Let me show you precisely how a company that is growing its profits but generating a low return on its owner’s equity, loses your money. Table 1 shows a company listed on the stock exchange and whose shares are trading on a price earnings ratio of ten times. The price earnings ratio is simply the share price divided by its earnings. So if share price is Rs 100 and earnings are Rs 10, the price earnings ratio will be ten (Rs100/Rs 10=10). If the price earnings ratio is ten, it means that buyers of the shares are happy to pay ten times the profits for the company.

In year 1 when the company earned a profit of Rs 100,000, the stock market was willing to pay ten times that profit or Rs 1,000,000 to buy entire company. Another way of thinking about it is that the stock market thinks the company is worth Rs 1,000,000. What the stock market thinks the company is worth and what actually worth are very often two different things. Don’t listen to what the stock market thinks.

The company begins year 1 with one million rupees of equity on its balance sheet and in the first year, generates 10% return on equity or Rs100, 000. Management decides that they need that money to “grow” the business and so decide not to pay any dividends. As you are about to discover, that decision has cost shareholders a small fortune.

By keeping the profits, the equity on balance sheet grows from rupees one million at the start of the year to Rs 1,100,000 at the end. In the second year, the company again earns 10 percent on the new, larger equity balance. A ten percent return on Rs 1,100,000 is a profit of Rs 110,000.

So on the surface things look rosy. The company is growing. The equity has grown, the profits have grown and management are no doubt drafting an annual report that reflects their satisfaction with this turn of events.

But not all is as it first appears. Indeed management have, perhaps unwittingly, dudded shareholders.

As a shareholders your return is made up of two components – dividends and capital gains. If hundred rupees is earned and you don’t receive rupees hundred as a dividend, then you should receive it as a capital gains. If, over time you don’t, it has been lost and management may be to blame. Every rupee that a company retains by not paying a dividend should be turned into at least a rupee of long term market value through capital gains.

The company in table 1 has not achieved this and unfortunately lost its investors money. Even though the company appears to have grown – remember equity and profits are indeed growing – the reality is that as a shareholder you have lost money. How? The company ‘retained’ all of the Rs 100,000 of the profits it earned in year 1. You received no dividends. All you got was zero capital gain. In other words the company failed to turn each rupee of retained profits into a rupee of market value. And so investors have lost Rs 100,000. If the situation were to continue, you should insist that the company stop growing and return all profits as dividends and if that is not possible, the company should be wound up or sold.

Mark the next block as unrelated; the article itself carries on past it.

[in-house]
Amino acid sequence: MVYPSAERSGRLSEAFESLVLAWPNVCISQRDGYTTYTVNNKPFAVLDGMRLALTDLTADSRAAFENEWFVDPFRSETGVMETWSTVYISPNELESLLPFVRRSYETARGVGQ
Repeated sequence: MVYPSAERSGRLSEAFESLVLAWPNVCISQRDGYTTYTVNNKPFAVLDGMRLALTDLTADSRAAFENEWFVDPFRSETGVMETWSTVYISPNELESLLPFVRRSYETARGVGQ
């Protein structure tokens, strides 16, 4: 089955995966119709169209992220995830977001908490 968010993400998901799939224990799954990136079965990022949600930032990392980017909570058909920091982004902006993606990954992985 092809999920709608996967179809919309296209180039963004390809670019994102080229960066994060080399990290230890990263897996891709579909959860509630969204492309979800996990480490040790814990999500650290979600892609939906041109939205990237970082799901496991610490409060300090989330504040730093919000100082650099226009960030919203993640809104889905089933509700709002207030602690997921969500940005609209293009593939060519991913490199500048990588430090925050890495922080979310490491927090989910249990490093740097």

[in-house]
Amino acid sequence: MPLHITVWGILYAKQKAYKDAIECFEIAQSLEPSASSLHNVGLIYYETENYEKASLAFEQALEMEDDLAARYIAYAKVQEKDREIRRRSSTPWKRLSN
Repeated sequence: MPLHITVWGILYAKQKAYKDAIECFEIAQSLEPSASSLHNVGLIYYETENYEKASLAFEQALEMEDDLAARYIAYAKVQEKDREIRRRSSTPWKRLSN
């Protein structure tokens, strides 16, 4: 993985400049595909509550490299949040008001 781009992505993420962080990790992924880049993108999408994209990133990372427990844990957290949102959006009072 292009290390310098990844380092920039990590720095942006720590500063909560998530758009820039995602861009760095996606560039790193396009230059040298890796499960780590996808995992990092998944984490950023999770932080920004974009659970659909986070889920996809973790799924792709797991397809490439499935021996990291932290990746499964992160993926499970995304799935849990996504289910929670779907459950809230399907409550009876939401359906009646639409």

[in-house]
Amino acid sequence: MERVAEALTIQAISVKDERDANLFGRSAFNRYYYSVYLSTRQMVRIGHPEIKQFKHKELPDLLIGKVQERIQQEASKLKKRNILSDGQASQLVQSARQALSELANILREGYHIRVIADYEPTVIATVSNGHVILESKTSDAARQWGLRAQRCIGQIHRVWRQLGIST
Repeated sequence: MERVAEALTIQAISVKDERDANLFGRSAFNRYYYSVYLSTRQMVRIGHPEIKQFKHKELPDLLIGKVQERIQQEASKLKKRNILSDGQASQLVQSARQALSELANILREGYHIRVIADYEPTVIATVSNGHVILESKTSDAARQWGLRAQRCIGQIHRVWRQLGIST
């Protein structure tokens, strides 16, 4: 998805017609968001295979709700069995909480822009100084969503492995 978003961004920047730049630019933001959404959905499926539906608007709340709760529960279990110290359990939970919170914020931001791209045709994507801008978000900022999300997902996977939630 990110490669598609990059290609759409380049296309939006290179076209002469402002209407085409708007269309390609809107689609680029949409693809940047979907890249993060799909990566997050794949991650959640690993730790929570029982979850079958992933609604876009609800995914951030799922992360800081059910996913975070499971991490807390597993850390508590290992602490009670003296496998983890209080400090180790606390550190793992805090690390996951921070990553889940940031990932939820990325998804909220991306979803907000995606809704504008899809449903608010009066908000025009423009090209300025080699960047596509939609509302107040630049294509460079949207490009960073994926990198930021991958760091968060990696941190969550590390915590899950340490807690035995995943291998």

Table 1 showed us that by retaining money, the company was hurting investors as it expands. The financial pain occurs because some of the profits were retained. The reason for retention of profits is largely irrelevant because, either the money needs to be retained which makes it a poor business or management choose to retain which makes them poor decision makers.

Many investors don’t understand this very real way of losing money even when the company is reporting profits. But investors aren’t the only ones upon whom this lesson is lost. A very large number of company directors don’t understand this ‘loss ’either or, if they do, they apply their knowledge with a close of schizophrenia.

The above example demonstrates that a company with a low rate of return on equity will lose money for its shareholders if profits are unwisely retained and as Warren Buffett further observed, if profits are unwisely retained it is likely that management have been unwisely retained too.

There are four steps to investing successfully in equities over long periods of time. The first step is to have the right framework. Done. The second step is to understand the economics of a business. Done. The third step, and one that seems to be over emphasized by many investors, is the calculation of estimated intrinsic value. Its tendency to distract the investors attention away from understanding a business’s quality and prospects is the reason I have deliberately left it out of this discussion. The final step, and arguably the most important one is a lesson that cannot be taught; applying the right temperament to the execution of the investment strategy – being patient and having the fortitude to swim against the status quo – are necessary investing qualities that we have observed not everyone has.

Finally, we have pulled out Karur Vysya bank from our watchlist after looking at its first quarter earnings. Also in next post we will be looking at IT companies for opportunities to invest with, till then happy investing.